Ho Tzu Nyen about Bohemian Rhapsody
wall-text accompanying the work for the biennale:
"Over the months of June and July 2006, four rounds of auditions were
held for the role of the protagonist in a film based on the lyrics of
Queen's 1975 hit Bohemian Rhapsody, a song that replaces the formulaic
verse-chorus-verse structure of the average pop song with multiple
role-playing and an almost schizophrenic mesh of multiple musical
Of the many professional and non-professional auditionees who turned
up, 22 of them were invited to a final round of auditions that was
held in a former courtroom at the City Hall. This audition was held
in the presence of specially invited spectators, 18 other specially
rehearsed cast members, as well as a film crew. Of these 22
auditionees, 21 were selected for the final 'film', which is composed
solely of these 'audition' footages.
The resulting film, cut to the original duration of Bohemian Rhapsody
(5 mins 52 secs), simultaneously functions as a record of this
'audition'. Just as importantly, the film, which oscillates between
spoken text and occasional musical cues, is a vehicle that solicits
the viewers' recollection of the song and encourages their
participation in an exercise of mental karaoke."
I'll elaborate here a little more about my intentions with regards to
I wanted to try to make a film whereby its process of production could
be folded inside the image - so the entire film was shot with 3
cameras, arranged in a straightline, so that they are almost always
filming each other - yet this is not so much a self-reflexive gesture
as a way to roll this self-reflexivity within the bigger rhythm of the
film and the song.
The entire film is also shot with The City Hall, the former Supreme
Court of Singapore, which played its horrid part in putting many
people to death (we have one of the heaviest death penalty system in
Singapore). The City Hall, and The Supreme Court is one of the
Singapore Biennale's exhibition site. So this video, which is
presented also on that site folds in the surrounding space (and the
memory of the space's former use) into the image.
The lead role - of the protagonist (the boy defendant) is the one role
open to an audition system. On the one hand this conflates the theme
of legal judgement (which briefly escalates into spiritual judgement
with the Velasquez/Bacon Cardinal) and judgement of Director in the
process of audition. On the other hand, by training all the other
crew and cast members to repeat their actions before an unsuspecting
auditionee, the entire film shoot becomes an assembly line that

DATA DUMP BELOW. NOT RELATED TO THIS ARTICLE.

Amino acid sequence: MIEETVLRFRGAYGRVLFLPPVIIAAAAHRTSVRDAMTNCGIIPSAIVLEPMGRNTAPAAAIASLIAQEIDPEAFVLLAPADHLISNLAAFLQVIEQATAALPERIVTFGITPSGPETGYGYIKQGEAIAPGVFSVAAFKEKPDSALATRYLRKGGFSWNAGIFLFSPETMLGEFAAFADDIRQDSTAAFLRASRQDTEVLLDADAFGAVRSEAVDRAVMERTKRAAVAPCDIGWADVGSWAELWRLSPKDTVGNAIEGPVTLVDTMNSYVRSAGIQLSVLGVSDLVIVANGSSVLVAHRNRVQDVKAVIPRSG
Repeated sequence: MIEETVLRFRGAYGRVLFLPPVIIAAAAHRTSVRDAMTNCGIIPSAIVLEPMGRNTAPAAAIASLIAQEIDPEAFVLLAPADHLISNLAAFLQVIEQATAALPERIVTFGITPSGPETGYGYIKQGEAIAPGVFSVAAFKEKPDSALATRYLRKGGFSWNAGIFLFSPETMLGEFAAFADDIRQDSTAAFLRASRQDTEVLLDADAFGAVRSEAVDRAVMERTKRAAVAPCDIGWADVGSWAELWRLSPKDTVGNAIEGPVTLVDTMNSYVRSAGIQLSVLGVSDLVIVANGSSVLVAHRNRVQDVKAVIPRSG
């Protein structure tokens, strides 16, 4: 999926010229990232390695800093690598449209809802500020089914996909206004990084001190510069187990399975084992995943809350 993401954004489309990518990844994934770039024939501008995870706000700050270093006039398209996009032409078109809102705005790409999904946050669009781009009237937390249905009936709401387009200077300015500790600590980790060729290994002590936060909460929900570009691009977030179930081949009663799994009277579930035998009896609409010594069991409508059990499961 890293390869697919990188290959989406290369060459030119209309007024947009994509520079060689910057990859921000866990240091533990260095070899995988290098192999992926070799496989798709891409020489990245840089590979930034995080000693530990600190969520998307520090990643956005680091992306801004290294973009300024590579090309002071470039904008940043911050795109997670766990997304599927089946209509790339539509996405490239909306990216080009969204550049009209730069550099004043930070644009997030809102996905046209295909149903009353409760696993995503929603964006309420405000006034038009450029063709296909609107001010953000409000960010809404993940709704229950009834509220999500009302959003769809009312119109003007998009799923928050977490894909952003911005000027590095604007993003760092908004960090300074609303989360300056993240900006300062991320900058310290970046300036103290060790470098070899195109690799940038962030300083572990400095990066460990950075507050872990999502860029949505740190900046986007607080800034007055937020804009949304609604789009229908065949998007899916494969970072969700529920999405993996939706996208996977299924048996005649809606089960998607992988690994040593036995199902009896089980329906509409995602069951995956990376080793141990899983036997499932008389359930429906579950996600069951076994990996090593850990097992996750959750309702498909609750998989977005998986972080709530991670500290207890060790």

processes all these young hopeful actors, in an analogy with the way
that bio-matter is processed impersonally by the legal machinery.
As a narrative is often centered around a main protagonist, I wanted
to experiment with a narrativity where the main protagonist is no
longer embodied by an individual actor. But rather the thread of the
narrative, which is the lyrics of an old song, passes through him.
Moreover the story is not that of an individual, but rather numerous
lives ended by the iron hand of the law.
More importantly, I wanted this thread to be spun by the spectators
themselves - it is the spectator's memory of the lyrics and melody of
The Bohemian Rhapsody that I wanted to solicit - so that the
spectator's own projection could be overlaid onto the projected image
- this is what I meant in the wall-text by mental karaoke.
And because the song is old, recollection of its melody inevitably
will bring about some form of emotions, and I wondered if these
emotions could be harnessed into a kind of plea for all the young boys
pleading for their lives.
Slowly too, I see my engagements with video/film as attempts to repeat
and misuse readymade cultural objects - either national history
(Utama), art history (4 x 4) and now pop cultural history.I was also
hoping to compress all these above intentions into a very short work
(in contrast to my older, longer, more pedagogic productions) - so it
was useful to use a song, and stick to its readymade durational
framework (5 mins 52 secs). I guess I was hoping the video could work
like a song - it could be short and sweet, but with repeated
listenings, its implications could be explicated, folded out...
And this process of compression and folding is something that I feel
to be very closely tied up with how I think about time - I hope that
the presentness of watching the film is constantly opened up to
recollection (memories of the song, the courtroom that the spectators
had visited, memories of those of lost their lives there), and maybe,
hopefully a kind of futurity - because right after the film, the
spectators would emerge from the screening to walk the very same
corridors and same staircases, and exit via the same iron doors as
those with which I ended the film.
I guess this sums up a large part of my intentions. I have no
illusions about fulfilling all or most of them...